Background: Invasive cardiac catheterization (CC) temporarily increases pain, discomfort, and anxiety. Procedural sedation is deployed to mitigate these symptoms, though practice varies. Research evaluating peri-procedural patient-reported outcomes is lacking.
Methods and results: We randomized 175 patients undergoing CC to short interval ([SI] group, <6 min) or long interval ([LI] group, ≥6 min) time intervals between initial intravenous sedation and local anesthetic administration. Outcomes included: (1) total pain medication use, (2) patient-reported and behaviorally assessed pain and (3) patient satisfaction during outpatient CC. Generalized linear mixed effect models were used to evaluate the impact of treatment time interval on total medication utilization, pain, and satisfaction. Among enrollees the mean age was 62 (standard deviation [SD] = 13.4), a majority were male (66%), white (74%), and overweight (mean body mass index = 28.5 [SD = 5.6]). Total pain medication use did not vary between treatment groups (p = 0.257), with no difference in total fentanyl (p = 0.288) or midazolam (p = 0.292). Post-treatment pain levels and nurse-observed pain were not statistically significant between groups (p = 0.324 & p = 0.656, respectively. No significant differences with satisfaction with sedation were found between the groups (p = 0.95) Patient-reported pain, satisfaction and nurse-observed measures of pain did not differ, after adjustment for demographic and procedural factors. Analyses of treatment effect modification revealed that postprocedure self-reported pain levels varied systematically between individuals undergoing percutaneous coronary intervention (PCI) (SI = 2.2 [0.8, 3.6] vs. LI = 0.7 [-0.6, 2.0]) compared with participants not undergoing PCI (SI = 0.4 [-0.8, 1.7] vs. LI = 0.7 [-0.3, 1.6]) (p = 0.043 for interaction).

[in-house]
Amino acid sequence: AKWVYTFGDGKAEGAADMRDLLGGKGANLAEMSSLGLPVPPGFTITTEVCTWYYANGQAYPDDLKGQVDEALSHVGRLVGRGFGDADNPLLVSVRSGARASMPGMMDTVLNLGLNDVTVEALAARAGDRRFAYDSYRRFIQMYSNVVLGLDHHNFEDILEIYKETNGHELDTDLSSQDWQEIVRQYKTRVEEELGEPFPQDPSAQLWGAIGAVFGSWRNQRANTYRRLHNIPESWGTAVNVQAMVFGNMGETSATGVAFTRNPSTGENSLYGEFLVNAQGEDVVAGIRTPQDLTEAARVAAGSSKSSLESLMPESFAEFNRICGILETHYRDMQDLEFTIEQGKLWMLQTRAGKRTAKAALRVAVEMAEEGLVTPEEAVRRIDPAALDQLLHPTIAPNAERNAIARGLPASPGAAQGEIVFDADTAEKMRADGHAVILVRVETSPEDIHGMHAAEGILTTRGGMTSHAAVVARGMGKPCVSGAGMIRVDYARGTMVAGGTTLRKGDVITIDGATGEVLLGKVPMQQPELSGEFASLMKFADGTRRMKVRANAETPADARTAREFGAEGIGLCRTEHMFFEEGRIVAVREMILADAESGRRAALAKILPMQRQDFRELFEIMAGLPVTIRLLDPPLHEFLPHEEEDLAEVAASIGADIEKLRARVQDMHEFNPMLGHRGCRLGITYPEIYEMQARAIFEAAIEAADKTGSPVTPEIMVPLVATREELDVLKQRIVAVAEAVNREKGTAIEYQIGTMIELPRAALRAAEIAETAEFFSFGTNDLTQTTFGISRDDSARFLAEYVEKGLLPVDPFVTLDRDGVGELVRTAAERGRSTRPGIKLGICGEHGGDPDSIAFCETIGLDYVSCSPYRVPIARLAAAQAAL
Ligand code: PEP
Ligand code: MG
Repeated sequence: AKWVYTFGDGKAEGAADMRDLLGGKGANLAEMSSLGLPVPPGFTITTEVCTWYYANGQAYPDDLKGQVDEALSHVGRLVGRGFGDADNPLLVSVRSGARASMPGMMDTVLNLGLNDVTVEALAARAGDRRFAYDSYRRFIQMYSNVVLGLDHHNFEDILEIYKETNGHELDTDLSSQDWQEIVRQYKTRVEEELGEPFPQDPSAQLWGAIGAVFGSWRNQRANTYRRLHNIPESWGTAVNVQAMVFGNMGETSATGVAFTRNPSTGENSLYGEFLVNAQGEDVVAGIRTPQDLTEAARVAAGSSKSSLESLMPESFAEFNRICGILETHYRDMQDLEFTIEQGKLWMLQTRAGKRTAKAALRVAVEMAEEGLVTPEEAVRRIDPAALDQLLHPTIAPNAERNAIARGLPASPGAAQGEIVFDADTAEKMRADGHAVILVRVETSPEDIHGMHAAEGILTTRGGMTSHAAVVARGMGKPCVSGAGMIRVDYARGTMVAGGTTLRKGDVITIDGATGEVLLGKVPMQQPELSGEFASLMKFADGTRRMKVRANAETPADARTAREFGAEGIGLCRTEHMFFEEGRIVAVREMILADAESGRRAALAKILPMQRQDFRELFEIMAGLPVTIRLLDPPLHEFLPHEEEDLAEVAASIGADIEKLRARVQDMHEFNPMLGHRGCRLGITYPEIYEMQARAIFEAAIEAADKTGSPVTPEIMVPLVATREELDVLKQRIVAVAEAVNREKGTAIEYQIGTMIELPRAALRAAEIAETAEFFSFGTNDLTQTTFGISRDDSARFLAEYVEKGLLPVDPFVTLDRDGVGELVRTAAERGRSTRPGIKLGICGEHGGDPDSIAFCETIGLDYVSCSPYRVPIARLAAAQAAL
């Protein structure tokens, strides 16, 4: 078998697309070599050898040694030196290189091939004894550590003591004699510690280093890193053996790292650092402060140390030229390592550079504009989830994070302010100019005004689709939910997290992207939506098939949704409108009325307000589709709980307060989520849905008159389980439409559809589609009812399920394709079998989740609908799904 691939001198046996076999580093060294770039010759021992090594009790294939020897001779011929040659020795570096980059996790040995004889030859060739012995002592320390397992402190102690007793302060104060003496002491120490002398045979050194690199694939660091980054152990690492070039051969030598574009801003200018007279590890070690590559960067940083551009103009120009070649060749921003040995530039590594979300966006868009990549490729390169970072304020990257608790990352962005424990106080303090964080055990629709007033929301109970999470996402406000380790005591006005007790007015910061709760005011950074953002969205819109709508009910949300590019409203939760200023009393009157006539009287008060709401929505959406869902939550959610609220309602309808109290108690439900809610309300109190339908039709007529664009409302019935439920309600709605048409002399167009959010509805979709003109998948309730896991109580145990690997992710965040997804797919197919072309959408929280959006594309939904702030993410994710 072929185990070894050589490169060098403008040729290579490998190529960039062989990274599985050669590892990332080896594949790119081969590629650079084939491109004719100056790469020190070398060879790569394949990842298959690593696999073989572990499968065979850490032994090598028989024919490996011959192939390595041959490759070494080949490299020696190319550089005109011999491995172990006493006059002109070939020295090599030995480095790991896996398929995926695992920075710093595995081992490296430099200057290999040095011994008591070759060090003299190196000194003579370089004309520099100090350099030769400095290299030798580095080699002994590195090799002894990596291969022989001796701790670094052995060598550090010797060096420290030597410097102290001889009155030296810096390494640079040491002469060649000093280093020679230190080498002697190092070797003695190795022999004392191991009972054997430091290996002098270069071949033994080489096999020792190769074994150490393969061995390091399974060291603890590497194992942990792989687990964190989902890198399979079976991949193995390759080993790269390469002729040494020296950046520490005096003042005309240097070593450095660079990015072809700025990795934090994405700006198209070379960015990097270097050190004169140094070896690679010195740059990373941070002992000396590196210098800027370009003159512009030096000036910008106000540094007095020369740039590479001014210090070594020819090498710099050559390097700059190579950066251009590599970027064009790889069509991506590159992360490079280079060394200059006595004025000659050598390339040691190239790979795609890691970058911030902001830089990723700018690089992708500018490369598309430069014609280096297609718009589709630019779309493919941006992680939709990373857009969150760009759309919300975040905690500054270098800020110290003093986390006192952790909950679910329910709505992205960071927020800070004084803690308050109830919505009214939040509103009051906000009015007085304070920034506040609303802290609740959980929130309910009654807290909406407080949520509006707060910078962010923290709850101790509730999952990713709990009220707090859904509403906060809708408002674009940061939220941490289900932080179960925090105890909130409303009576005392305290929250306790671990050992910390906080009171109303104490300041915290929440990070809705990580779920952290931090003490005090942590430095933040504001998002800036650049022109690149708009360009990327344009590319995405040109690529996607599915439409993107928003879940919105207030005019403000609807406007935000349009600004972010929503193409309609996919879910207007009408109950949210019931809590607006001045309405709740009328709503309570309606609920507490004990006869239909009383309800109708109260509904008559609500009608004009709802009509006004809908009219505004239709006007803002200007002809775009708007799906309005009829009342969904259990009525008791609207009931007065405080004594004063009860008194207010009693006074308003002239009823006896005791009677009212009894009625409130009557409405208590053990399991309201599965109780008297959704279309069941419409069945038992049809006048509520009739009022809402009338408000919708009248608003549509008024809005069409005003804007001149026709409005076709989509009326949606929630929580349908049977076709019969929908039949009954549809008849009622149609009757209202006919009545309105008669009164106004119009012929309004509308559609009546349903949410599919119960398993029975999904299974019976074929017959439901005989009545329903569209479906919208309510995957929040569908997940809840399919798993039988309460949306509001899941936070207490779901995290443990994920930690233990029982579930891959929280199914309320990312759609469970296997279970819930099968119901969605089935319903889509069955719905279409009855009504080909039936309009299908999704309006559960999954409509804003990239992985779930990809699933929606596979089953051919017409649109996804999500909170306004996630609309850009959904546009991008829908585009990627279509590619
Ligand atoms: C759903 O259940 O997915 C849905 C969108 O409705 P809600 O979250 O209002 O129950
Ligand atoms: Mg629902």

Conclusion: No consistent treatment differences were found for total medication dose, pain, or satisfaction regardless of timing between sedation and local anesthetic. Treatment moderations were seen for patients undergoing PCI. Further investigation of how procedural and individual factors impact the patient experience during CC is needed.
Keywords: anesthesia/sedation; angiography, coronary; comparative effectiveness/patient centered outcomes research; health care outcomes.
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